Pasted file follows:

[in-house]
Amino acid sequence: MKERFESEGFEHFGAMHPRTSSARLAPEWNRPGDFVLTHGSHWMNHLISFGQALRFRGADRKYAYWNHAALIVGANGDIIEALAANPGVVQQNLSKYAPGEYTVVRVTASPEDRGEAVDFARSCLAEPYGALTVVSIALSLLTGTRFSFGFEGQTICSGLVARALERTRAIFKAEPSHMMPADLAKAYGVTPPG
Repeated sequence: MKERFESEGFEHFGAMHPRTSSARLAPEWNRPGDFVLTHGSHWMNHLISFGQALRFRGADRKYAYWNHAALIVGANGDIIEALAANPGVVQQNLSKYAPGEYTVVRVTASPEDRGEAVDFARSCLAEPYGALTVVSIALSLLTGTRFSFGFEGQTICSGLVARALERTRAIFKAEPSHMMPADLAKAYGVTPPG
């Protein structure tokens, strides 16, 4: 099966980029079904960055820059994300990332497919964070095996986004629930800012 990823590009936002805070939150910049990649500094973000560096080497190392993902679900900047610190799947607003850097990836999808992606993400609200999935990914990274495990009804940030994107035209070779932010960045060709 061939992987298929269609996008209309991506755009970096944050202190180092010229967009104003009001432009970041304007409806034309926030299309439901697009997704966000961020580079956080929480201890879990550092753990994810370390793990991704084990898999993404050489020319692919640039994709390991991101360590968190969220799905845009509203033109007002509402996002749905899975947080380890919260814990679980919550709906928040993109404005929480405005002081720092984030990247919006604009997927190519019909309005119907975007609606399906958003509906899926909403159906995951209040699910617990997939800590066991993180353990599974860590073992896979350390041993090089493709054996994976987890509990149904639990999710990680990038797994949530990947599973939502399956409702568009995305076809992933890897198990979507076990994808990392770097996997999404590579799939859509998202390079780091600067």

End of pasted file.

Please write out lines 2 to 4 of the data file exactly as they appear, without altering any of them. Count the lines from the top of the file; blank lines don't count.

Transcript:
Amino acid sequence: MKERFESEGFEHFGAMHPRTSSARLAPEWNRPGDFVLTHGSHWMNHLISFGQALRFRGADRKYAYWNHAALIVGANGDIIEALAANPGVVQQNLSKYAPGEYTVVRVTASPEDRGEAVDFARSCLAEPYGALTVVSIALSLLTGTRFSFGFEGQTICSGLVARALERTRAIFKAEPSHMMPADLAKAYGVTPPG
Repeated sequence: MKERFESEGFEHFGAMHPRTSSARLAPEWNRPGDFVLTHGSHWMNHLISFGQALRFRGADRKYAYWNHAALIVGANGDIIEALAANPGVVQQNLSKYAPGEYTVVRVTASPEDRGEAVDFARSCLAEPYGALTVVSIALSLLTGTRFSFGFEGQTICSGLVARALERTRAIFKAEPSHMMPADLAKAYGVTPPG
């Protein structure tokens, strides 16, 4: 099966980029079904960055820059994300990332497919964070095996986004629930800012 990823590009936002805070939150910049990649500094973000560096080497190392993902679900900047610190799947607003850097990836999808992606993400609200999935990914990274495990009804940030994107035209070779932010960045060709 061939992987298929269609996008209309991506755009970096944050202190180092010229967009104003009001432009970041304007409806034309926030299309439901697009997704966000961020580079956080929480201890879990550092753990994810370390793990991704084990898999993404050489020319692919640039994709390991991101360590968190969220799905845009509203033109007002509402996002749905899975947080380890919260814990679980919550709906928040993109404005929480405005002081720092984030990247919006604009997927190519019909309005119907975007609606399906958003509906899926909403159906995951209040699910617990997939800590066991993180353990599974860590073992896979350390041993090089493709054996994976987890509990149904639990999710990680990038797994949530990947599973939502399956409702568009995305076809992933890897198990979507076990994808990392770097996997999404590579799939859509998202390079780091600067």